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All you need to know about pollen allergy.


pollen allergy season

What is pollen allergy?

Pollen is one of the most common triggers of seasonal allergies. Many people know pollen allergy as “hay fever.” Experts usually refer to pollen allergy as “seasonal allergic rhinitis.” Pollen from trees, grasses, and weeds are the most common cause of allergies and especially ragweed is a main cause of weed allergies.


What are the symptoms?

For people with allergies, pollen is an allergen that causes an allergic reaction. Their immune system treats the pollen as an invader and responds by mobilizing to attack by producing large amounts of antibody. This allergic reaction can cause the following symptoms: sneezing, runny nose, red watery eyes, itchy throat and eyes, wheezing, fatigue, and irritability.


Pollen isn’t just produced by flowering plants.

The plants that are most plain looking such as weeds and grasses, they tend to cause more allergy symptoms than the big, beautiful flowers. Why? That’s because the grasses and weeds have light, dry pollen that goes in the air. Whereas big flowers and trees which fertilized by insects, such as roses and cheery trees, they have heavy, sticky pollen, which only gets transmitted by insects, bees and butterflies. It’s not so much in the air.


Find out which type of pollen you are allergic to.

Even if you see a high pollen count, it doesn’t necessarily mean that you will be affected. There are many types of pollen — from different kinds of trees, from grass and from a variety of weeds. The best way to find out which type of pollen trigger your allergy is to through testing, an allergist can help you identify which pollens bring on your symptoms.


Pollen allergies can be prevalent through all the seasons.

Pollens spread by the wind. Spring is not the only allergy season, many plants pollinate year round. Where you live will determine the time and duration of your pollen season. Moving to another climate to avoid allergies is unfortunately not successful because allergens are virtually everywhere.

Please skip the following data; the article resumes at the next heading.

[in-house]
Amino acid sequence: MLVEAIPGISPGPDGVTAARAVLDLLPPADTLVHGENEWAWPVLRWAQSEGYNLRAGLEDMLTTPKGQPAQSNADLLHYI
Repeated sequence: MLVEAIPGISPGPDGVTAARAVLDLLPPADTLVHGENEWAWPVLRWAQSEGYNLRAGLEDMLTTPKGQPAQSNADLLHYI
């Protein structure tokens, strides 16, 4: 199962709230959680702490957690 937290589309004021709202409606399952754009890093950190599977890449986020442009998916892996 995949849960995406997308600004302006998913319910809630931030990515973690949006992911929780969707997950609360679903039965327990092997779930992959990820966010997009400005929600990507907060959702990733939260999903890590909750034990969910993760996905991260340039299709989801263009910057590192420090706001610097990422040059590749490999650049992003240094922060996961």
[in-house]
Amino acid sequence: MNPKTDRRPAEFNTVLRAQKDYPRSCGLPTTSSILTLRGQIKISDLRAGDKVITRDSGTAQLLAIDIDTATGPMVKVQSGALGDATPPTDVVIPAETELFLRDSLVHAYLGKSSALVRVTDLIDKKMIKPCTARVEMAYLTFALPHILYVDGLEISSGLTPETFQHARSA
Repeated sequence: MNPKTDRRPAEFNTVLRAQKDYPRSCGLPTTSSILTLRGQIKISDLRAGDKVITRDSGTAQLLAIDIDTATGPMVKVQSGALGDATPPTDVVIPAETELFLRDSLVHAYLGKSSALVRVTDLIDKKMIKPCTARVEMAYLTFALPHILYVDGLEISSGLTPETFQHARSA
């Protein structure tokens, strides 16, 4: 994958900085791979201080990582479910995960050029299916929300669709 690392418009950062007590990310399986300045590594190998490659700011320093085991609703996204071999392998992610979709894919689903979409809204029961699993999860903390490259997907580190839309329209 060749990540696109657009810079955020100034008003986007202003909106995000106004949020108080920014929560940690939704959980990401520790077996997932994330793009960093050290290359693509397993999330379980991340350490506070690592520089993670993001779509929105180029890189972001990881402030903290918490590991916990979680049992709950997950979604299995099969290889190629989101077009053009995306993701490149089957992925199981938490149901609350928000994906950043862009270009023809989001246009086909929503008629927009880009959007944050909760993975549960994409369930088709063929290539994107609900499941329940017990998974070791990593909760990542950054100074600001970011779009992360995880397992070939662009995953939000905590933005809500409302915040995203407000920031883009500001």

If you’re allergic to certain kinds of pollen, there are some food you might want to avoid.

Some fruits and vegetables have proteins that are similar to the aspect of pollen that causes allergies. They could trigger oral allergy syndrome, which could cause itchiness, numbness or tingling in your mouth:

  • Ragweed pollen allergy: Avoid bananas, cucumbers, melons, sunflower seeds, zucchinis.
  • Grass pollen allergy: Avoid celery, melons, oranges, peaches, tomatoes.
  • Birch tree pollen allergy: Avoid apples, almonds, carrots, celery, cherries, hazelnuts, kiwis, peaches, pears, plums.


Pollen counts are lowest in the evening.

The amount of pollen in the air varies from day to day, as well as throughout the day, pay attention to the pollen count in your living area before you plan your outdoor activities might help. On an average day, pollen counts rise during the morning, peak about midday, and then gradually fall. So the lowest time is usually before dawn and in the late afternoon to early evening. Besides, weather factor also plays an important roll. Wind blows up pollen into the air, keeping counts high, while rain dramatically lowers airborne pollen.